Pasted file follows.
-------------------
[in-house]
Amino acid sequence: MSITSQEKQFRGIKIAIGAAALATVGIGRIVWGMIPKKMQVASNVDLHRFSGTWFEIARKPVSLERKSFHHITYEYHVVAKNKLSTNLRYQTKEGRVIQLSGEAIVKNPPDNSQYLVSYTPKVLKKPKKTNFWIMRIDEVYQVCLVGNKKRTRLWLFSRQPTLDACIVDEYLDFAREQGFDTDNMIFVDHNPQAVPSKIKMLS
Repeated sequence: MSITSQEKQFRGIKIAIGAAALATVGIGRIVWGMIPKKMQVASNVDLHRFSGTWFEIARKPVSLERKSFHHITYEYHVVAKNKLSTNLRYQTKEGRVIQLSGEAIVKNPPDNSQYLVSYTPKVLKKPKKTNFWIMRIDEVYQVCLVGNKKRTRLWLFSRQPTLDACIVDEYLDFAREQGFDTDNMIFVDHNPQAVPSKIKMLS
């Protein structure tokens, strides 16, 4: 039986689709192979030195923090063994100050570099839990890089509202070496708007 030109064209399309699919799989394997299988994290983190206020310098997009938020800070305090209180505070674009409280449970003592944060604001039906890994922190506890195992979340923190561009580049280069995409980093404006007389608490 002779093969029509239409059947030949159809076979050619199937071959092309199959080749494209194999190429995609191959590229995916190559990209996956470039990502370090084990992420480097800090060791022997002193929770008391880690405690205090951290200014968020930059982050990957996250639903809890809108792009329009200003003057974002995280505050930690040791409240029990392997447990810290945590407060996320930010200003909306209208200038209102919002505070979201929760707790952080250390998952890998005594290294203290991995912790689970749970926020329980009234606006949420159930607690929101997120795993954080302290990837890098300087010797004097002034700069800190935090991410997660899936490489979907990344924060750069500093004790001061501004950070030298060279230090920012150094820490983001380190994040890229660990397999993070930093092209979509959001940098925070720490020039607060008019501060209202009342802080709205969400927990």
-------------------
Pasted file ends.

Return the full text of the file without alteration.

[in-house]
Amino acid sequence: MSITSQEKQFRGIKIAIGAAALATVGIGRIVWGMIPKKMQVASNVDLHRFSGTWFEIARKPVSLERKSFHHITYEYHVVAKNKLSTNLRYQTKEGRVIQLSGEAIVKNPPDNSQYLVSYTPKVLKKPKKTNFWIMRIDEVYQVCLVGNKKRTRLWLFSRQPTLDACIVDEYLDFAREQGFDTDNMIFVDHNPQAVPSKIKMLS
Repeated sequence: MSITSQEKQFRGIKIAIGAAALATVGIGRIVWGMIPKKMQVASNVDLHRFSGTWFEIARKPVSLERKSFHHITYEYHVVAKNKLSTNLRYQTKEGRVIQLSGEAIVKNPPDNSQYLVSYTPKVLKKPKKTNFWIMRIDEVYQVCLVGNKKRTRLWLFSRQPTLDACIVDEYLDFAREQGFDTDNMIFVDHNPQAVPSKIKMLS
């Protein structure tokens, strides 16, 4: 039986689709192979030195923090063994100050570099839990890089509202070496708007 030109064209399309699919799989394997299988994290983190206020310098997009938020800070305090209180505070674009409280449970003592944060604001039906890994922190506890195992979340923190561009580049280069995409980093404006007389608490 002779093969029509239409059947030949159809076979050619199937071959092309199959080749494209194999190429995609191959590229995916190559990209996956470039990502370090084990992420480097800090060791022997002193929770008391880690405690205090951290200014968020930059982050990957996250639903809890809108792009329009200003003057974002995280505050930690040791409240029990392997447990810290945590407060996320930010200003909306209208200038209102919002505070979201929760707790952080250390998952890998005594290294203290991995912790689970749970926020329980009234606006949420159930607690929101997120795993954080302290990837890098300087010797004097002034700069800190935090991410997660899936490489979907990344924060750069500093004790001061501004950070030298060279230090920012150094820490983001380190994040890229660990397999993070930093092209979509959001940098925070720490020039607060008019501060209202009342802080709205969400927990």